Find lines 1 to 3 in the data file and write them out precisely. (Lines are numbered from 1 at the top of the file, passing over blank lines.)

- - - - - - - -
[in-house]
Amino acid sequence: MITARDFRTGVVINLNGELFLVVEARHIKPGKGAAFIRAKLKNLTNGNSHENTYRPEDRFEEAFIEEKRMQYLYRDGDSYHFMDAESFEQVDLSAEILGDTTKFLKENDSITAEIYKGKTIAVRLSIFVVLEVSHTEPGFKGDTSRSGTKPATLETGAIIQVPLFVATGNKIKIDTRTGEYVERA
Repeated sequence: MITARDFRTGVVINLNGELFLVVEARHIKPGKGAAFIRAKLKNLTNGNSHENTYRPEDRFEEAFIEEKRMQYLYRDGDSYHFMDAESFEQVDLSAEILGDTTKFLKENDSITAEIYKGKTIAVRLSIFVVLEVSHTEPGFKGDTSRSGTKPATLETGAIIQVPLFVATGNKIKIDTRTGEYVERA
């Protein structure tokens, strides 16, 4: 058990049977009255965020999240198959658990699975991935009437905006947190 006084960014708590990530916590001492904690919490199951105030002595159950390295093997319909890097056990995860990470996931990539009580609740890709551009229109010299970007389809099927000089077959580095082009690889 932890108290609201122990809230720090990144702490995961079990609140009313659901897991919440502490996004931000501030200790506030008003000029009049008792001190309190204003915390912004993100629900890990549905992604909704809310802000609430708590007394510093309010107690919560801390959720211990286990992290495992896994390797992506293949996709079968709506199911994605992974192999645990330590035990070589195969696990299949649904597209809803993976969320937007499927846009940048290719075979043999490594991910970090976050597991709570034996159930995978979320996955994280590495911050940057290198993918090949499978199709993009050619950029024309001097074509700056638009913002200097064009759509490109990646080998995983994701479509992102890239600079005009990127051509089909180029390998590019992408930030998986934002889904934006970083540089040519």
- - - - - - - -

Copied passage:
[in-house]
Amino acid sequence: MITARDFRTGVVINLNGELFLVVEARHIKPGKGAAFIRAKLKNLTNGNSHENTYRPEDRFEEAFIEEKRMQYLYRDGDSYHFMDAESFEQVDLSAEILGDTTKFLKENDSITAEIYKGKTIAVRLSIFVVLEVSHTEPGFKGDTSRSGTKPATLETGAIIQVPLFVATGNKIKIDTRTGEYVERA
Repeated sequence: MITARDFRTGVVINLNGELFLVVEARHIKPGKGAAFIRAKLKNLTNGNSHENTYRPEDRFEEAFIEEKRMQYLYRDGDSYHFMDAESFEQVDLSAEILGDTTKFLKENDSITAEIYKGKTIAVRLSIFVVLEVSHTEPGFKGDTSRSGTKPATLETGAIIQVPLFVATGNKIKIDTRTGEYVERA